Desire for hastened death amongst veterans facing terminal illness
This presentation is the property of its rightful owner.
Sponsored Links
1 / 20

Desire for Hastened Death Amongst Veterans Facing Terminal Illness PowerPoint PPT Presentation


  • 65 Views
  • Uploaded on
  • Presentation posted in: General

Desire for Hastened Death Amongst Veterans Facing Terminal Illness. VA St. Louis Health Care System. Anupam Agarwal, MD, MSHA Medical Director, Palliative Care Program Associate Chief of Staff VA St. Louis Health Care System. Mark F. Heiland Ph.D. Clinical Psychologist

Download Presentation

Desire for Hastened Death Amongst Veterans Facing Terminal Illness

An Image/Link below is provided (as is) to download presentation

Download Policy: Content on the Website is provided to you AS IS for your information and personal use and may not be sold / licensed / shared on other websites without getting consent from its author.While downloading, if for some reason you are not able to download a presentation, the publisher may have deleted the file from their server.


- - - - - - - - - - - - - - - - - - - - - - - - - - E N D - - - - - - - - - - - - - - - - - - - - - - - - - -

Presentation Transcript


Desire for hastened death amongst veterans facing terminal illness

Desire for Hastened Death Amongst Veterans Facing Terminal Illness

VA St. Louis Health Care System

Anupam Agarwal, MD, MSHA

Medical Director, Palliative Care Program

Associate Chief of Staff

VA St. Louis Health Care System

Mark F. Heiland Ph.D.

Clinical Psychologist

Siteman Cancer Center, Barnes Jewish Hospital

Washington University at St. Louis


Desire for hastened death amongst veterans facing terminal illness

Disclosure: There are no relevant financial relationships to disclose


Objectives

Objectives

  • Introduction

  • Definition of Desire for Hastened Death Distinguish DHD from Suicidal Ideation

  • DHD Literature

  • DHD Recommendations

  • Assessment

  • Clinical management

  • Documentation

  • Future studies of DHD recommended


Definition desire for hastened death dhd

Definition: Desire for Hastened Death (DHD)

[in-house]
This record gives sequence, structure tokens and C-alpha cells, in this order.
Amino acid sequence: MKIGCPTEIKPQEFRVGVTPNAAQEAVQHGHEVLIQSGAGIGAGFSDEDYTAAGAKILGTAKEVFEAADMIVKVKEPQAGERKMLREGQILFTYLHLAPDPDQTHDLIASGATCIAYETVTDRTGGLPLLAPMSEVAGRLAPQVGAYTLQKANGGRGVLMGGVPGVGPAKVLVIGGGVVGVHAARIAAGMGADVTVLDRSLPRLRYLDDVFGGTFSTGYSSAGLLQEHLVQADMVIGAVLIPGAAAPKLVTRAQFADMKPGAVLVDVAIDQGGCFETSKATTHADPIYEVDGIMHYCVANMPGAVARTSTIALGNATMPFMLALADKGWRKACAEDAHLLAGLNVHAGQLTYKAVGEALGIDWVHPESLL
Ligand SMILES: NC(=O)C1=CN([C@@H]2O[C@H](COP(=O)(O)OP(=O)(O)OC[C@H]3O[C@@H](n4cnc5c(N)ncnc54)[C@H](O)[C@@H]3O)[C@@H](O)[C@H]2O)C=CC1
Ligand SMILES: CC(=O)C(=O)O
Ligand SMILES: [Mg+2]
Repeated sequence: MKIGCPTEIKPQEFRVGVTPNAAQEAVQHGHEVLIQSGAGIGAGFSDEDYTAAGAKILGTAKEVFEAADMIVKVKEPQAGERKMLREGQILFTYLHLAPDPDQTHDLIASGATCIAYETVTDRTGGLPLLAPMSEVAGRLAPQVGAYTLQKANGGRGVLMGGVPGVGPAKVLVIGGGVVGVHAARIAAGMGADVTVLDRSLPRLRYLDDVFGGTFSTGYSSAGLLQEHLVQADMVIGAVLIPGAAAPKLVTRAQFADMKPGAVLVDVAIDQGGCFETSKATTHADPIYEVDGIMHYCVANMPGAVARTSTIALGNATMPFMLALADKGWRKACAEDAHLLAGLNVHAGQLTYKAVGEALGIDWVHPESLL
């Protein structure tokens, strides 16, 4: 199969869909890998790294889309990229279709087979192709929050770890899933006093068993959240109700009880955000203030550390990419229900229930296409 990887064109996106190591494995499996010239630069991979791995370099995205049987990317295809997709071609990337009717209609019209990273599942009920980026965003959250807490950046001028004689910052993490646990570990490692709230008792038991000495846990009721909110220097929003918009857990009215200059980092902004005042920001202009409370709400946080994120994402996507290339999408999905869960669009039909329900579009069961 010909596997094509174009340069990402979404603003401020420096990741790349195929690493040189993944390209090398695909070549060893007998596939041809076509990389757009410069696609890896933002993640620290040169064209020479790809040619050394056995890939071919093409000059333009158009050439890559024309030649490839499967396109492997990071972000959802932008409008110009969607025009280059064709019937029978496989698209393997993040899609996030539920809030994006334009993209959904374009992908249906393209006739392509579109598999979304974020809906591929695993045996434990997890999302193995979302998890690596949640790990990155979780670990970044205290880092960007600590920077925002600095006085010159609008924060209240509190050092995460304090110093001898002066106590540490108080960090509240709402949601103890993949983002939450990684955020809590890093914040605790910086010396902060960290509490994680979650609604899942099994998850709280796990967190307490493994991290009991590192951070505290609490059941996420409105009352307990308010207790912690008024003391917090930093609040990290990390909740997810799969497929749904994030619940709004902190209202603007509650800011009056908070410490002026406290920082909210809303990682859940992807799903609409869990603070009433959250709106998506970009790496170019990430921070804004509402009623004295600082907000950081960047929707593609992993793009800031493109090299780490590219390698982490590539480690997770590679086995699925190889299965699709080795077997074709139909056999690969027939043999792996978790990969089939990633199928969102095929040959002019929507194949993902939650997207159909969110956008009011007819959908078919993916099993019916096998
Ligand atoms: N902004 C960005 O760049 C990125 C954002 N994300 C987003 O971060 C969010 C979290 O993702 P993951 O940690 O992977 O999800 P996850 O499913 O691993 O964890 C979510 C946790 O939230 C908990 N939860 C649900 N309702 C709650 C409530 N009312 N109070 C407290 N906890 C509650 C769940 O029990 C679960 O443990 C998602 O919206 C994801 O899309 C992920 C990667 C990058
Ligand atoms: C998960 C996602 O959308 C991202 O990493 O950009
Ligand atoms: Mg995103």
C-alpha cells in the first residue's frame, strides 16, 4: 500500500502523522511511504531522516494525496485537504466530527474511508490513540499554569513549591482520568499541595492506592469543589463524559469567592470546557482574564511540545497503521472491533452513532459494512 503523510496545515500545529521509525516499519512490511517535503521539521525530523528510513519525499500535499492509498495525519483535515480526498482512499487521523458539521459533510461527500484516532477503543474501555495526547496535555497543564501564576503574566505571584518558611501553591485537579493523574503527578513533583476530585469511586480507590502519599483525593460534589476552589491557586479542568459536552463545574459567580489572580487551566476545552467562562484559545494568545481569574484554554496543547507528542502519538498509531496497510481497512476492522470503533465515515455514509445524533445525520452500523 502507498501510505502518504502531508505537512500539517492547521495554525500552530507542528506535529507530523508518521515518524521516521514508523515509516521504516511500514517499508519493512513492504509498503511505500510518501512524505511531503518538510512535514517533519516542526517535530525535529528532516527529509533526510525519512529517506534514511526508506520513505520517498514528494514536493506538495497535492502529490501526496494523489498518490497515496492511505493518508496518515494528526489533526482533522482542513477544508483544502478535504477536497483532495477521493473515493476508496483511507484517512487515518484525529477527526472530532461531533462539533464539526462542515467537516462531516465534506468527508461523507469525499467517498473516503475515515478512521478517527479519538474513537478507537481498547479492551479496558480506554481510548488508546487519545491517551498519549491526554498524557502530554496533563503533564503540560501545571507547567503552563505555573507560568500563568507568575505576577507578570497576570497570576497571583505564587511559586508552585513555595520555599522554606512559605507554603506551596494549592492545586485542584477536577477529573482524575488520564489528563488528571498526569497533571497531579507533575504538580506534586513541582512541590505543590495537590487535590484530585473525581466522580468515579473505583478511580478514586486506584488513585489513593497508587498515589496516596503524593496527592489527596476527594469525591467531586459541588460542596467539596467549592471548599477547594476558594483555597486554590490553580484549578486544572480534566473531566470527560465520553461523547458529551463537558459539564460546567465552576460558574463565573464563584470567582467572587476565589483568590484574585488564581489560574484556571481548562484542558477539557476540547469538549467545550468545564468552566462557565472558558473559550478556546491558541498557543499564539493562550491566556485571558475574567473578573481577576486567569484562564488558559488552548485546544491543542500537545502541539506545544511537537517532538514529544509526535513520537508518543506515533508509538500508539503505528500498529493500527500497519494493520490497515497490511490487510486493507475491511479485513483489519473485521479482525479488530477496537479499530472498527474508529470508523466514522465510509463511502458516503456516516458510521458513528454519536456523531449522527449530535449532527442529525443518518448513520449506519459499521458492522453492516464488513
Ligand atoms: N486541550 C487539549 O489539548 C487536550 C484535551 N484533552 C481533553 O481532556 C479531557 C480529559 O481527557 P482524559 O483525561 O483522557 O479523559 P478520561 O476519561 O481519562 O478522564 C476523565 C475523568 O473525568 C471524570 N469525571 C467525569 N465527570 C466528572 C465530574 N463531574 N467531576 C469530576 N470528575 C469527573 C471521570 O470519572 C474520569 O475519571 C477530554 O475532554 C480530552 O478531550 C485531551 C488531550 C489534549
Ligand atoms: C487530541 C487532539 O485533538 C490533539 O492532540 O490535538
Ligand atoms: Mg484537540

• Wish for death to come sooner rather than later

  • Consequence of progressive disease

  • Not imminently suicidal

  • Not request for assisted suicide

  • Response to symptoms of suffering (medical and psychological)

  • Plan/intent of self-harm projected into the future when suffering or debility is unbearable (uncommon)

  • May occur in context of current suffering


Examples of dhd

Examples of DHD

  • “I intend to take my life when…”

  • Medical treatment is no longer helpful.

  • Cancer recurs.

  • When pain is constant and unbearable.

  • When I become debilitated and cannot get out of bed

  • Cancer treatment is too disfiguring

  • I just want God to take me away from my suffering

  • I don’t want to be a burden to my family


Categories of dhd nissim gagliese rodin 2009

Categories of DHD(Nissim, Gagliese & Rodin, 2009)

  • Hypothetical exit plan: To be executed at some future point in disease progression: a sense of control

  • Expression of despair related to physical symptoms: Transient in nature

  • Letting go: Related to physical depletion

  • Disengage from life: Resignation.


Risk factors hudson et al 2006 olden et al 2009

Risk Factors(Hudson et al., 2006; Olden et al, 2009)

  • Burden to others

  • Loss of autonomy (desire for control)

  • Loss of dignity

  • Presence of physical symptoms (e.g., pain)

  • Depression/anxiety

  • Hopelessness

  • Existential concerns (e.g., meaninglessness)

  • Personality traits

  • Fear of future

  • Previous experience with death (i.e., care-giver)

  • Lack of social support

  • Loss of “self”

  • Avoid dying process

  • Fear of medical symptoms (dyspnea)

  • Poor quality of care

  • Substance abuse

  • Loss of physical functioning


Dhd as distinguished from suicidal ideation leeman 2009